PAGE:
The passing of the hours has started to erode the anxiety caused by Spain’s humiliating 1-5 defeat against the Netherlands in the World Cup on Friday. At team base camp in Curitiba, there is a tangible desire in the air to turn the situation around – for starters, by winning the next match against Chile on Wednesday.
The situation has something in common with the one Spain faced four years ago in South Africa, though with a few subtle differences. Back then it lost its opening game 1-0 to Switzerland and was forced to beat Honduras in order to battle for a qualification spot against Chile in the third group game. Now it also needs three points against Chile, but the five goals it conceded against Louis van Gaal’s team means it also has to win by a wide margin, something that has not come easy to La Roja of late.
In South Africa in 2010, Spain won its last-16 match, quarterfinal, semifinal and the final all 1-0
In the 88 matches overseen by coach Vicente del Bosque, Spain has hit the net 209 times, an average of 2.3 goals per game. Spain won the World Cup in 2010 with the lowest goal tally of any previous winner, scoring just seven. Since then it has played 55 matches and scored 126 times. In its eight qualifying matches to reach Brazil, it managed 14 goals with Pedro emerging as top scorer (four) followed by Álvaro Negredo (three). David Villa, with 40 of the 58 strikes that make him Spain’s top scorer of all time, is the player who has hit the back of the net most under Del Bosque’s reign, followed by Fernando Torres (20 out of 37).
In South Africa in 2010, Spain won its last-16 match, quarterfinal, semifinal and the final all 1-0. It is exactly a year since Spain last won a game by a margin of more than three goals, at the Confederations Cup, also held in Brazil, when it beat Nigeria 3-0. Leaving aside its 10-0 thrashing of Tahiti earlier in that tournament, it seems as if Spain has used its control of the game in such a way so that scoring one or two goals has always been enough to go on winning match after match.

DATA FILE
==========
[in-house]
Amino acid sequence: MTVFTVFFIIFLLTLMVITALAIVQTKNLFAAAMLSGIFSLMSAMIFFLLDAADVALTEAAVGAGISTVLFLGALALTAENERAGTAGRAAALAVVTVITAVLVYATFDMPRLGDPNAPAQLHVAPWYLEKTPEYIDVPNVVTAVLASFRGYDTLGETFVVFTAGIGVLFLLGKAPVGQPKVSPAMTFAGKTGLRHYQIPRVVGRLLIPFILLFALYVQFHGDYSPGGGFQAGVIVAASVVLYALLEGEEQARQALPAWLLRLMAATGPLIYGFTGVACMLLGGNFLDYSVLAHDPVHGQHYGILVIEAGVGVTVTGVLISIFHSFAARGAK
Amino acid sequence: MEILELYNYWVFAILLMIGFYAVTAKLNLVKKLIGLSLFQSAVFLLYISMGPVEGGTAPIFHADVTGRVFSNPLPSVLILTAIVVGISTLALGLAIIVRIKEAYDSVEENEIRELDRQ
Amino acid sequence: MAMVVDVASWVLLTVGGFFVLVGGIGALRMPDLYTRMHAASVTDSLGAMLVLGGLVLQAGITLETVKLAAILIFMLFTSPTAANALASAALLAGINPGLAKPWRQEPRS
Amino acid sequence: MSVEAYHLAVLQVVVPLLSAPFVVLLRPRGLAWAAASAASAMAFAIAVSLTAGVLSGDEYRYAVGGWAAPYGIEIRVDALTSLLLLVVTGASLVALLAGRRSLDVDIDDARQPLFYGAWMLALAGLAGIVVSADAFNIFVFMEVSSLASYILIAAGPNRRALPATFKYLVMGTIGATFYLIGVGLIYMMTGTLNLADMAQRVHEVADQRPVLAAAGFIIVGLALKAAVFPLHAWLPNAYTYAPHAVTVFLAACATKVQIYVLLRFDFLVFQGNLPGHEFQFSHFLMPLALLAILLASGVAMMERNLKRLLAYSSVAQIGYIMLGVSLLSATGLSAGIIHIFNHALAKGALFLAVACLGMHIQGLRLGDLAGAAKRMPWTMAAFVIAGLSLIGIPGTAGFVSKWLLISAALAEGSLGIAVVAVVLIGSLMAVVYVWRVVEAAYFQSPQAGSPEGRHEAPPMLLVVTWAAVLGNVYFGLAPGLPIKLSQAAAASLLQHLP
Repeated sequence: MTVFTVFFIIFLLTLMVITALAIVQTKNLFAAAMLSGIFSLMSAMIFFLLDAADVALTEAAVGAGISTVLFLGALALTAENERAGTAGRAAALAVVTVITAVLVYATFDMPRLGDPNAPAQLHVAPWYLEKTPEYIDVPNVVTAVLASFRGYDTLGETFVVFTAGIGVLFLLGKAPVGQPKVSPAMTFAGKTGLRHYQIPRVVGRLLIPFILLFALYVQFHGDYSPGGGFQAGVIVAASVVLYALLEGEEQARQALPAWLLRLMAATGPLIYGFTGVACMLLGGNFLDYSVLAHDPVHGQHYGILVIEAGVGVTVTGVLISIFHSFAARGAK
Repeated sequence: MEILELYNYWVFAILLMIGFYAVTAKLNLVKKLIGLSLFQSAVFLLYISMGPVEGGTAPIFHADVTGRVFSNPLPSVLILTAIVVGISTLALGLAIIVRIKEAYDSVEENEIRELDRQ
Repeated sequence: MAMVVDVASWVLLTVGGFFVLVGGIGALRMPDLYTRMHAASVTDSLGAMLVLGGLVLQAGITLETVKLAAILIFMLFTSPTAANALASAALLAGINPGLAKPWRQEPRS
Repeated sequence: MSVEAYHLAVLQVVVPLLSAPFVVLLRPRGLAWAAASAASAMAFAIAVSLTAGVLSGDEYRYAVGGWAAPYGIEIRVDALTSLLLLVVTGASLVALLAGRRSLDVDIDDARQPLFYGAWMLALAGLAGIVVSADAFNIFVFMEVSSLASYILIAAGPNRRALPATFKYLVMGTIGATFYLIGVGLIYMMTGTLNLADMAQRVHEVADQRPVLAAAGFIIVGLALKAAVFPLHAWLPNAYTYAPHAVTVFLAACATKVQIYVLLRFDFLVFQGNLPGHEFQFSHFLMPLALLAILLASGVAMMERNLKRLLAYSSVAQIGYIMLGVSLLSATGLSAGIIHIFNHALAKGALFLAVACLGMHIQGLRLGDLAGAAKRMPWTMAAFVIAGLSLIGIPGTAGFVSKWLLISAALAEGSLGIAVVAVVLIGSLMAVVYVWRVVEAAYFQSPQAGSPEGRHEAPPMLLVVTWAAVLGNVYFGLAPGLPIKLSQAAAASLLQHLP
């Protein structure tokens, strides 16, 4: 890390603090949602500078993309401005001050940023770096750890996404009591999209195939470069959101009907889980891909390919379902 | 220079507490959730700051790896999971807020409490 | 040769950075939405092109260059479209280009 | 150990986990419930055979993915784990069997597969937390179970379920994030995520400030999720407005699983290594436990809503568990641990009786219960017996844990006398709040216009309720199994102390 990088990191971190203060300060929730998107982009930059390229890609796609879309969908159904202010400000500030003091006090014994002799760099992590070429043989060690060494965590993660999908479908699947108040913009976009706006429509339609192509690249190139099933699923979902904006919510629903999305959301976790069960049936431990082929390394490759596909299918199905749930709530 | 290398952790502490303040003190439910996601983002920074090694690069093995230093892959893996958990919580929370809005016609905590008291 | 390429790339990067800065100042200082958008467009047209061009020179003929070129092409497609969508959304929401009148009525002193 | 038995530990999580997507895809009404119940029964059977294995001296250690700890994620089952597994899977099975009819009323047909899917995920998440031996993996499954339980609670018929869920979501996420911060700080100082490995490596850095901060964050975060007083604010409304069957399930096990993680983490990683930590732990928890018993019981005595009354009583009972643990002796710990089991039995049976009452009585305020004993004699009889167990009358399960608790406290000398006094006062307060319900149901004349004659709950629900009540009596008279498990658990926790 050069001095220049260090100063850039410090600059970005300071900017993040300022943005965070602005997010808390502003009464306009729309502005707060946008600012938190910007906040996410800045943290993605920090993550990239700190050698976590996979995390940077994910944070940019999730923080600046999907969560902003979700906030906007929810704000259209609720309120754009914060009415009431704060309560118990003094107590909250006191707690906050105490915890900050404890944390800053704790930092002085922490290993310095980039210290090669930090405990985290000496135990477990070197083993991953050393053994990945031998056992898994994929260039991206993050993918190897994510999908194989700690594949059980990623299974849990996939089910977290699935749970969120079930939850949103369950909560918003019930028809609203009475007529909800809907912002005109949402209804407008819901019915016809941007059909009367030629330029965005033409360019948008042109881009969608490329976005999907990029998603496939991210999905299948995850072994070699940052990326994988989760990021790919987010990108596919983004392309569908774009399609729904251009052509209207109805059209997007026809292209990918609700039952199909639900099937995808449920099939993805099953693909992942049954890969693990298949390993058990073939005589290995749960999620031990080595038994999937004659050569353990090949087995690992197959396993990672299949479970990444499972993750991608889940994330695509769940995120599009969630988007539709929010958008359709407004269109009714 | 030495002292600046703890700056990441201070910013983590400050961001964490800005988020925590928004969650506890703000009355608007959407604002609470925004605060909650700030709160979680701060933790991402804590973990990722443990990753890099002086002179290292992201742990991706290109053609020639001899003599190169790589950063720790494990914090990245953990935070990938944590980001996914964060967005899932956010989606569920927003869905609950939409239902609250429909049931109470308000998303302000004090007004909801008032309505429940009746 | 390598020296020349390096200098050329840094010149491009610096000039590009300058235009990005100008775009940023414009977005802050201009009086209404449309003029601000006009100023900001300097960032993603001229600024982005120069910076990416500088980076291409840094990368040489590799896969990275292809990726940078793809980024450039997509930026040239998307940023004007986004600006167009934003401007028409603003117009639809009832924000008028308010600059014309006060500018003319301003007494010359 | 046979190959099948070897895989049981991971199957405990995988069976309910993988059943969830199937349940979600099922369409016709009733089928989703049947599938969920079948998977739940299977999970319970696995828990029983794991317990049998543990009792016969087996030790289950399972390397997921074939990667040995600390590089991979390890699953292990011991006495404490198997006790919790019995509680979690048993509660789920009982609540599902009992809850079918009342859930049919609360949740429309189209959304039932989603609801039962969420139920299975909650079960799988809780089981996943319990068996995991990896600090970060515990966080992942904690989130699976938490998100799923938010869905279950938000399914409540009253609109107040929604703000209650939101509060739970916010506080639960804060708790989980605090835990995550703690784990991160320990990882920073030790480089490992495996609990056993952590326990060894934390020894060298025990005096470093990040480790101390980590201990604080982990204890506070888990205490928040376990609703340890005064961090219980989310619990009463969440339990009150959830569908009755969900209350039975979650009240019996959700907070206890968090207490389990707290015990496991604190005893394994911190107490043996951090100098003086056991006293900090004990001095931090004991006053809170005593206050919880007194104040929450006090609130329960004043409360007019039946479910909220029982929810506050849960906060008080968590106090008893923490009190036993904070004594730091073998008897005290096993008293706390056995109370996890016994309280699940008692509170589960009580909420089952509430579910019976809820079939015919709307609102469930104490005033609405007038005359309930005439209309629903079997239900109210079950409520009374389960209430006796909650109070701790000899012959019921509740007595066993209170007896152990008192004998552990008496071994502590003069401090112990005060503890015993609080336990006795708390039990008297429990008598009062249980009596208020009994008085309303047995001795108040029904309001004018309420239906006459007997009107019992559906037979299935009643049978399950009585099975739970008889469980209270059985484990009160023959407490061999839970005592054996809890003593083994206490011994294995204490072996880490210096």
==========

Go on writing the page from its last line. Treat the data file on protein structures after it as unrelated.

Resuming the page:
The team, which still boasts 16 of the players who were crowned champions in South Africa, has been gradually boosting its morale since Friday’s loss, aware that giving up serves for nothing. This attitude is in part possible thanks to the anger of knowing that the Netherlands destroyed them – and in exactly the way coach Del Bosque had warned about. Sunday afternoon’s training session was spectacular for its intensity, the greatest since they arrived in Brazil.
We think we can do it. If we improve, we have chances of going through” Xabi Alonso
Xabi Alonso said on Sunday that the team had won the right to trust in itself, showing the same desire to change the air of pessimism for something more hopeful: “Soccer is unpredictable and we think we can do it. If we improve, we have chances of going through,” he said. He was certain that their response to the Netherlands was wrong, because they played with more heart than common sense, something they must not repeat against Chile. Wednesday’s game is like a Champions League knockout match, he said: “Either we win or we go home.”
Without betraying their style, Alonso added that they needed “to take a few more risks, there is always a time to do so. […] The squad is ample and there are players able to combine control with more depth. I am sure the boss is thinking about how to win the match so as to be able to score goals.”
There are no clues as to what changes Del Bosque might introduce to the line-up, but the betting in Curitiba points to him perhaps bringing in Pedro, Villa and Torres. What is not clear, though, is who he is thinking of sacrificing: whether it might be a midfielder or a central defender.
Chile is a rival that Spain knows well – it beat it 2-1 in South Africa – viewing it “as a brave team that doesn’t gamble and that will leave spaces. “That could benefit us if we don’t lose our heads,” they are saying among the players, who are ready to go out all guns blazing. It’s all or nothing: time to attack.